Based upon fieldwork in a range of jurisdictions (including Northern Ireland, South Africa, Israel\Palestine, Cambodia, Chile and Tunisia), this paper explores the particular challenges for lawyers in managing relations with politically motivated clients charged with terrorism, treason, sedition and related offences. Lawyers in some cases will share the political objectives of their clients – in other cases they may not. Regardless, lawyers are inevitably faced with very direct ethical challenges in their interaction with such clients (e.g. the information which clients wish to pass on to family or indeed colleagues on the outside). In addition, often the broader political and military movements to which their clients belong will have a direct influence in terms of legal strategies deployed (including whether or not to recognise the court), lines of argumentation and the ways in which legality is ‘performed’ in what are inevitably highly politicised legal settings. This paper explores the ways in which lawyers navigate these complex issues; the versions of professionalism (including notions of neutrality) which are constructed by lawyers in such settings; the relationship between such lawyers and their professional associations and the ways in which such challenges are (or are not) addressed in backward looking transitional justice mechanisms exploring the role that lawyers play during periods of conflict or authoritarianism.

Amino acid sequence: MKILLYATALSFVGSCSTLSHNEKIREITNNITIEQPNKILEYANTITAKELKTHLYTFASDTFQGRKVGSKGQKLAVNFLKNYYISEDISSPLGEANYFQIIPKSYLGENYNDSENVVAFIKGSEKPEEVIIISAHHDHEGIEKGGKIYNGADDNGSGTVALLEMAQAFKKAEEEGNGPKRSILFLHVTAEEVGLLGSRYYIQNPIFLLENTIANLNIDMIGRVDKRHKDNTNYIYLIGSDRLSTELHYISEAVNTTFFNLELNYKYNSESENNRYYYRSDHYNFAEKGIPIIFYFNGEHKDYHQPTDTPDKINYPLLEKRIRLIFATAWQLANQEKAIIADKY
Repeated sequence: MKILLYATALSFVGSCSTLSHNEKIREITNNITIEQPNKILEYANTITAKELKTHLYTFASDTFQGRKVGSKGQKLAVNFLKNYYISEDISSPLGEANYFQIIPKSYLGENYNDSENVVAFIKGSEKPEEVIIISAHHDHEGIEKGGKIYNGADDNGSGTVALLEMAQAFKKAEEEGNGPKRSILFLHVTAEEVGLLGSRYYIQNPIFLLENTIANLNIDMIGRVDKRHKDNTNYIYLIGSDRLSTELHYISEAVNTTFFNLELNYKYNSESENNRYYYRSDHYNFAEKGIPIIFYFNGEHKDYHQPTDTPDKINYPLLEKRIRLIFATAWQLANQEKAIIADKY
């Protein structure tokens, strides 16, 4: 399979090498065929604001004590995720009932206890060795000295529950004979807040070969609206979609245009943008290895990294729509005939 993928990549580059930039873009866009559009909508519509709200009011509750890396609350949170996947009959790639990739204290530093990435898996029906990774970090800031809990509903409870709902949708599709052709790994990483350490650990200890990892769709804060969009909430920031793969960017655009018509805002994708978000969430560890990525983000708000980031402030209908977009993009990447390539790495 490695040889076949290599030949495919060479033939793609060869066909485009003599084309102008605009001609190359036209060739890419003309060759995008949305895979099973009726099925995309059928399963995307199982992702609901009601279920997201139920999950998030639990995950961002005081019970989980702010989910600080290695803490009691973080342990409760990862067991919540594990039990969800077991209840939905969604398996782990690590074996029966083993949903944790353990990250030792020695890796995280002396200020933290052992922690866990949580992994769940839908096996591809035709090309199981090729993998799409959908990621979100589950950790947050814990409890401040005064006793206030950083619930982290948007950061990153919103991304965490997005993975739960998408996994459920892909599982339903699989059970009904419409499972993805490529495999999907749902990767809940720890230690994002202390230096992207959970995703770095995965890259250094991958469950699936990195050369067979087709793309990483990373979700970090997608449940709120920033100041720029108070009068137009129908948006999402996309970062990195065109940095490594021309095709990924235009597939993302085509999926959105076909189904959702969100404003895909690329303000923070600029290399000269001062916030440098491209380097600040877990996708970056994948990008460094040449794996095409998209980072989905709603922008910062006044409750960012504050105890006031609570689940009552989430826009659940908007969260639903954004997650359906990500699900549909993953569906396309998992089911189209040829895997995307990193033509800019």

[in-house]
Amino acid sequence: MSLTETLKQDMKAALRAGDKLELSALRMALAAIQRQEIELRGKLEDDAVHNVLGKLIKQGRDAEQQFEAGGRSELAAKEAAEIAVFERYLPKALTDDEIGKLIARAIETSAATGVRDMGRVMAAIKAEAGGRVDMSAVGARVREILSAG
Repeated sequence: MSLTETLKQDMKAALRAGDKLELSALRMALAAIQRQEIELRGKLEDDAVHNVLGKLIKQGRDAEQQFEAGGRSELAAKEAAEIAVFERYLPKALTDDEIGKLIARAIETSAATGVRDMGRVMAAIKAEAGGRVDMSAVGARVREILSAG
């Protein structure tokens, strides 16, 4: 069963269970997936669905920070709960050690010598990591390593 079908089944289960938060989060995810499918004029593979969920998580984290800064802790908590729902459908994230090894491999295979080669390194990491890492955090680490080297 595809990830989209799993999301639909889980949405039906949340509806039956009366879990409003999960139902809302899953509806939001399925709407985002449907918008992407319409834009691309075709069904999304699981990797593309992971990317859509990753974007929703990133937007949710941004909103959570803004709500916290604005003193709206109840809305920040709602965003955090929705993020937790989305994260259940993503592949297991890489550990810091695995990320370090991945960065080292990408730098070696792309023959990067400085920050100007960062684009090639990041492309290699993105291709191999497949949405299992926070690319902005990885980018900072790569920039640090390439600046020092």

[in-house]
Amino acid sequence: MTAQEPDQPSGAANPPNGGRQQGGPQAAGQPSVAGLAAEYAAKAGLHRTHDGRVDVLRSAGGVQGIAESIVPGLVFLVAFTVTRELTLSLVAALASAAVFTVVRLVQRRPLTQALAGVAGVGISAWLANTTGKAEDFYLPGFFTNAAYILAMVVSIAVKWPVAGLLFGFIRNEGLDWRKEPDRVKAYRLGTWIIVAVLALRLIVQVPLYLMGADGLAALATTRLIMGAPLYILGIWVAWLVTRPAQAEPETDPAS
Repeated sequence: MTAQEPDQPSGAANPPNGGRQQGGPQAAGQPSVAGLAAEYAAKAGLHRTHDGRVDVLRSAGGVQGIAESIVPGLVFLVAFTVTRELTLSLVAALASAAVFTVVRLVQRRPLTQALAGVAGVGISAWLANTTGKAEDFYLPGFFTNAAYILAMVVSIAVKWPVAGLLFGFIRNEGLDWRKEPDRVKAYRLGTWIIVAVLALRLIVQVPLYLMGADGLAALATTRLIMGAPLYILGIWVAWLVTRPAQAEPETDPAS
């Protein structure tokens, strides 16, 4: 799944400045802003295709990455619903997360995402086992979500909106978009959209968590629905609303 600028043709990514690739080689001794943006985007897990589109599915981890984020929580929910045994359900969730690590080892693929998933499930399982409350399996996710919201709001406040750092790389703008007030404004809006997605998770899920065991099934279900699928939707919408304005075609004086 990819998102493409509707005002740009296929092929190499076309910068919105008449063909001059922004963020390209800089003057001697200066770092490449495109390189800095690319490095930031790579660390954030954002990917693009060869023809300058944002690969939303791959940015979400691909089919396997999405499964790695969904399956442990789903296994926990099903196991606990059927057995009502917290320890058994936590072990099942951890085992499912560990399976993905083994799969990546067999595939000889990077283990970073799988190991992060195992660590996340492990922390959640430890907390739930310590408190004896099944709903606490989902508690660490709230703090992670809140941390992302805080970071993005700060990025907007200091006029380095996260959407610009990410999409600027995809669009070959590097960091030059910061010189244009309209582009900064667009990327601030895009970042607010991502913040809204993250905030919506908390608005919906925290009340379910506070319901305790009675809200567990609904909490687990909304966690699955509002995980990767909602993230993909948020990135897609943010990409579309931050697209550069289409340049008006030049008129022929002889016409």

Kieran McEvoy Professor of Law and Transitional Justice and a Senior Research Fellow at the Institute of Conflict Transformation and Social Justice, Queen’s University Belfast. His areas of research interest include transitional justice, human rights, the sociology of the legal profession, penology, comparative legal studies, conflict resolution and restorative justice. He has written or edited six books and over fifty journal articles and scholarly book chapters. He is a previous winner of the British Society of Criminology book of the year award and the Socio-Legal Studies Association article of the year award, 3 times. He has been a Visiting Scholar at Fordham University Law School; New York University Law School; University of Cambridge; the London School of Economics and the School of Law at Berkeley, University of California and was a Fulbright Distinguished Scholar at Harvard Law School for a year. He as conducted research on transitional justice in over a dozen countries.
He is also a long term human rights activist. In addition to his current comparative work on lawyers in transition, she has been leading a project in Northern Ireland drafting a shadow ‘dealing with the past bill’ which is mirroring the bill to be introduced by the British government in autumn 2015.The Shadow Bill will be launched at the House of Parliament Westminster, on Wed 21st October 2015 at 6.30pm.